Tuesday, October 4, 2011

Liberals gain in Ontario, still low in Newfoundland

Before getting to today's polls, a few words about Prince Edward Island's election last night. A full post-mortem will come after the Newfoundland and Labrador election, when there will be some time to digest the results.

There were only two polls conducted in Prince Edward Island during the campaign and none in the last six days. But they nevertheless under-estimated Tory support and over-estimated that of the New Democrats. Had the polls been accurate, ThreeHundredEight's projection model would have had the Liberals at 25 seats and the Tories at two. Still off, but a little better.

My projected seat range with those numbers would have been 1-3 seats for the Tories, but if I extend that range to ridings projected to have been won by six per cent or less (instead of five per cent), then the high seat range for the PCs would have been five. I will be using the margin of six per cent to determine whether a race is close or not for subsequent elections.

Now, projecting a slightly larger overwhelming Liberal majority than the overwhelming Liberal majority that actually was elected last night is not a huge problem. It is Prince Edward Island, a province with a population smaller than a few ridings in Ontario. When two PC ridings were won by about 30 votes and 425 votes separated my high seat range of two from their result of five, I don't consider the model to have failed.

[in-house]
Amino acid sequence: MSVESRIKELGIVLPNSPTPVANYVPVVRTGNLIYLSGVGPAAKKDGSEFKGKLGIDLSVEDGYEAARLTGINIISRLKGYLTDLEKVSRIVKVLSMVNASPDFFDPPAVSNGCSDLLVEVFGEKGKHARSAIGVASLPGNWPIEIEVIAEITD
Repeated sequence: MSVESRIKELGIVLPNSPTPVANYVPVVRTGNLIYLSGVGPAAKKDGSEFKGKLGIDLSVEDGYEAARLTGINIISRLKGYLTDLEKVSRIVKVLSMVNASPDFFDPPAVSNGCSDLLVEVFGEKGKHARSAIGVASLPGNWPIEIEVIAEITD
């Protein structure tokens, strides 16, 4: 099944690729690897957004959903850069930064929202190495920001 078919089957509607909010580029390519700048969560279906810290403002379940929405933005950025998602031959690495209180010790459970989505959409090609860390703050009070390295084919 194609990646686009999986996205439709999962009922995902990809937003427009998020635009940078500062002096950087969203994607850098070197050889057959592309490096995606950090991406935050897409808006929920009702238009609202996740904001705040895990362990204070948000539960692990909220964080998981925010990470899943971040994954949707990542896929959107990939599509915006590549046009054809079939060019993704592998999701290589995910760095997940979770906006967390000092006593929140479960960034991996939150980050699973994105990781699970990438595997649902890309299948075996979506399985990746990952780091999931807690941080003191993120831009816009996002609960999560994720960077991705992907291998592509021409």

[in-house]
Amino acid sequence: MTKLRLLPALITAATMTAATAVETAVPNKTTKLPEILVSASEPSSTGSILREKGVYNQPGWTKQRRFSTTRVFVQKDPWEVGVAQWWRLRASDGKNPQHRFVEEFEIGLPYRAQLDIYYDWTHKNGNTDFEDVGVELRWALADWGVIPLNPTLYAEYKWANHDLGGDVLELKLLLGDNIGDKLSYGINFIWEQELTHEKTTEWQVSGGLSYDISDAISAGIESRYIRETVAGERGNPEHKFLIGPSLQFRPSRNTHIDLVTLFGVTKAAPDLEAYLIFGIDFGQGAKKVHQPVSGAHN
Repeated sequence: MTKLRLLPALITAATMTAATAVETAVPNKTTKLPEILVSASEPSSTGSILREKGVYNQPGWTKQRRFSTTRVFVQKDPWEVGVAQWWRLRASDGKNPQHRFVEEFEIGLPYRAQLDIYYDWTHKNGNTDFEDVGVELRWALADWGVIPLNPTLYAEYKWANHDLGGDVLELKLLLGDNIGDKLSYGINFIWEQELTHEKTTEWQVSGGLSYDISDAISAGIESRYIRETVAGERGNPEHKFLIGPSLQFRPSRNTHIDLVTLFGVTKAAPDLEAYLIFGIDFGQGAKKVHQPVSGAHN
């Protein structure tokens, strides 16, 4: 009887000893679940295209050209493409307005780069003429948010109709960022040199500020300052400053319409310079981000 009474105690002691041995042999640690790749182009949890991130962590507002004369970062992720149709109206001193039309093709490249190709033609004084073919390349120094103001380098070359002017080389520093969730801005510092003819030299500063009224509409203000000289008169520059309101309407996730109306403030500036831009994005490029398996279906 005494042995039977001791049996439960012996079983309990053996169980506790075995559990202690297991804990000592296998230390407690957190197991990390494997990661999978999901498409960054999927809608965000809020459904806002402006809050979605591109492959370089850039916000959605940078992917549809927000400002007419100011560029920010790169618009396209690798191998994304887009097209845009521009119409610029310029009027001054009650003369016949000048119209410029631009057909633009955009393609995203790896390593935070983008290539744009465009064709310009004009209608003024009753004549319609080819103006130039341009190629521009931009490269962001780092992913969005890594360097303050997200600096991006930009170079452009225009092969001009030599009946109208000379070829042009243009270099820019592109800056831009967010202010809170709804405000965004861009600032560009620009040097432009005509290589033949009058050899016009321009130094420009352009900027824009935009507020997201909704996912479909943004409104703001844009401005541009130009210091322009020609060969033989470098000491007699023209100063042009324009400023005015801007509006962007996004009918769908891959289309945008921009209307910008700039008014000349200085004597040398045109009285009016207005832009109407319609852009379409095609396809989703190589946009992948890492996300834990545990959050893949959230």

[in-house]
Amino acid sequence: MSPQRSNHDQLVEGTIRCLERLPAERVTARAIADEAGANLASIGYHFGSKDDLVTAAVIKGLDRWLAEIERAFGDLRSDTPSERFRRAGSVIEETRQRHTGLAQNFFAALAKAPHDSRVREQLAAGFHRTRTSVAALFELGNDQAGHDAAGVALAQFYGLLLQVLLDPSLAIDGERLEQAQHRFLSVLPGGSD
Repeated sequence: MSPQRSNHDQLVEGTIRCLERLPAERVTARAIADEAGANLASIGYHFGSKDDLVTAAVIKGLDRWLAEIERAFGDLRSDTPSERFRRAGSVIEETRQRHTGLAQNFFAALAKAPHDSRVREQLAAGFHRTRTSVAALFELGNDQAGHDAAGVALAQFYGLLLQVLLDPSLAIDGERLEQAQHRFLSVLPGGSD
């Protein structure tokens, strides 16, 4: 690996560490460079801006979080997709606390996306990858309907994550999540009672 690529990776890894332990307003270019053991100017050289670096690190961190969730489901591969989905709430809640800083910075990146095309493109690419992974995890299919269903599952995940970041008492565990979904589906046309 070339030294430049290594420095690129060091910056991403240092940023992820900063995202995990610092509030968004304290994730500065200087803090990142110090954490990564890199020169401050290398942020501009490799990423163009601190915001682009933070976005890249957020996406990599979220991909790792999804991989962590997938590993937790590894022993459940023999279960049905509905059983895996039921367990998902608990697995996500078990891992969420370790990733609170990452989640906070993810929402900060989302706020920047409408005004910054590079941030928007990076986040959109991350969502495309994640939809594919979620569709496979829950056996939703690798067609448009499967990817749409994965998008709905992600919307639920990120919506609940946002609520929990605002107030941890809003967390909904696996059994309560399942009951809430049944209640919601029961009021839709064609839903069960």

But the under-estimation of Conservative support, the third consecutive time this has happened in an election I have done projections for, is vexing. I will take a close look at it before making my final Manitoba projection later today.


One poll was released this morning by Nanos Research, as part of their rolling three day polling. Taken between October 1 and 3 and surveying 900 people, Nanos finds Liberal support standing at 37.7%, followed by the Tories at 33.2% and the NDP at 25.8%. This matches EKOS's latest findings in that the Liberals are beginning to pull ahead. Though the sample sizes are small, Nanos even has the Liberals over the 40% mark over the last two days.
With this Nanos poll added to the projection, the Liberals now stand to take 35.9% of the vote, with 33.4% going to the Progressive Conservatives.

The New Democrats are projected to take 25.3% while the Greens take 4.1%.

This is a gain of 0.7 points for the Liberals and 0.1 points for the NDP since yesterday's projection. The Greens have dropped 0.2 points and the Tories 0.6 points.

One seat has changed hands as a result, with the Liberals now up to 56 seats and the Progressive Conservatives down to 30. The New Democrats remain at 21 seats.

The Liberal seat gain comes in southwestern Ontario.

The Liberals are now projected to win 12 seats in the region, with seven going to the Tories and two to the New Democrats.

As mentioned, the bar for the seat ranges has now been moved to six per cent as a result of the PEI election. This doesn't change too much in Ontario, however.